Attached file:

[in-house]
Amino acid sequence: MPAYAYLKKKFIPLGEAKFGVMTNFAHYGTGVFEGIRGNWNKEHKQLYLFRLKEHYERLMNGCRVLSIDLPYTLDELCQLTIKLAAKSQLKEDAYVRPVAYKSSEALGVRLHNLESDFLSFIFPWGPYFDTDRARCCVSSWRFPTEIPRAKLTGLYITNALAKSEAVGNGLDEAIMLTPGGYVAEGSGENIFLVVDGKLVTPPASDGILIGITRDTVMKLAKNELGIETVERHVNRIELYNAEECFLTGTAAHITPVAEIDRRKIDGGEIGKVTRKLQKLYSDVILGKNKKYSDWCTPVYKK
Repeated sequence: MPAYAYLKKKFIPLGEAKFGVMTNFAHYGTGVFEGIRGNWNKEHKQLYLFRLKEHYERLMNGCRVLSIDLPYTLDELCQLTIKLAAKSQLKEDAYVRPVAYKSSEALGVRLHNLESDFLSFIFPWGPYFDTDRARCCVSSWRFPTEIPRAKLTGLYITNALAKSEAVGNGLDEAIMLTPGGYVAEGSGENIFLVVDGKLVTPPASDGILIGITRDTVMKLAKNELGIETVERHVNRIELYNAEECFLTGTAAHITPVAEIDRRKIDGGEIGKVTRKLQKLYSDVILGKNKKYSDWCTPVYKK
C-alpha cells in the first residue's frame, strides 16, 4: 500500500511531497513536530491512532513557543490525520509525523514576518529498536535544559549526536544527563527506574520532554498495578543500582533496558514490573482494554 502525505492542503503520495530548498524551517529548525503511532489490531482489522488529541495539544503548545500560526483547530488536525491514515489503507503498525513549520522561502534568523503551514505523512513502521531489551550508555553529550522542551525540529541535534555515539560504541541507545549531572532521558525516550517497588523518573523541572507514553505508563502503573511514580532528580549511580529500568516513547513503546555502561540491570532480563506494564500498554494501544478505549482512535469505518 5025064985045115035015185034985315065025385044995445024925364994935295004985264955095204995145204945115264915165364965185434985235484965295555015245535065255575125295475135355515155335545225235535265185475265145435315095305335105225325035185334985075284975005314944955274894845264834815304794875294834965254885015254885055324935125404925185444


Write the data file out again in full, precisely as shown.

[in-house]
Amino acid sequence: MPAYAYLKKKFIPLGEAKFGVMTNFAHYGTGVFEGIRGNWNKEHKQLYLFRLKEHYERLMNGCRVLSIDLPYTLDELCQLTIKLAAKSQLKEDAYVRPVAYKSSEALGVRLHNLESDFLSFIFPWGPYFDTDRARCCVSSWRFPTEIPRAKLTGLYITNALAKSEAVGNGLDEAIMLTPGGYVAEGSGENIFLVVDGKLVTPPASDGILIGITRDTVMKLAKNELGIETVERHVNRIELYNAEECFLTGTAAHITPVAEIDRRKIDGGEIGKVTRKLQKLYSDVILGKNKKYSDWCTPVYKK
Repeated sequence: MPAYAYLKKKFIPLGEAKFGVMTNFAHYGTGVFEGIRGNWNKEHKQLYLFRLKEHYERLMNGCRVLSIDLPYTLDELCQLTIKLAAKSQLKEDAYVRPVAYKSSEALGVRLHNLESDFLSFIFPWGPYFDTDRARCCVSSWRFPTEIPRAKLTGLYITNALAKSEAVGNGLDEAIMLTPGGYVAEGSGENIFLVVDGKLVTPPASDGILIGITRDTVMKLAKNELGIETVERHVNRIELYNAEECFLTGTAAHITPVAEIDRRKIDGGEIGKVTRKLQKLYSDVILGKNKKYSDWCTPVYKK
C-alpha cells in the first residue's frame, strides 16, 4: 500500500511531497513536530491512532513557543490525520509525523514576518529498536535544559549526536544527563527506574520532554498495578543500582533496558514490573482494554 502525505492542503503520495530548498524551517529548525503511532489490531482489522488529541495539544503548545500560526483547530488536525491514515489503507503498525513549520522561502534568523503551514505523512513502521531489551550508555553529550522542551525540529541535534555515539560504541541507545549531572532521558525516550517497588523518573523541572507514553505508563502503573511514580532528580549511580529500568516513547513503546555502561540491570532480563506494564500498554494501544478505549482512535469505518 5025064985045115035015185034985315065025385044995445024925364994935295004985264955095204995145204945115264915165364965185434985235484965295555015245535065255575125295475135355515155335545225235535265185475265145435315095305335105225325035185334985075284975005314944955274894845264834815304794875294834965254885015254885055324935125404925185444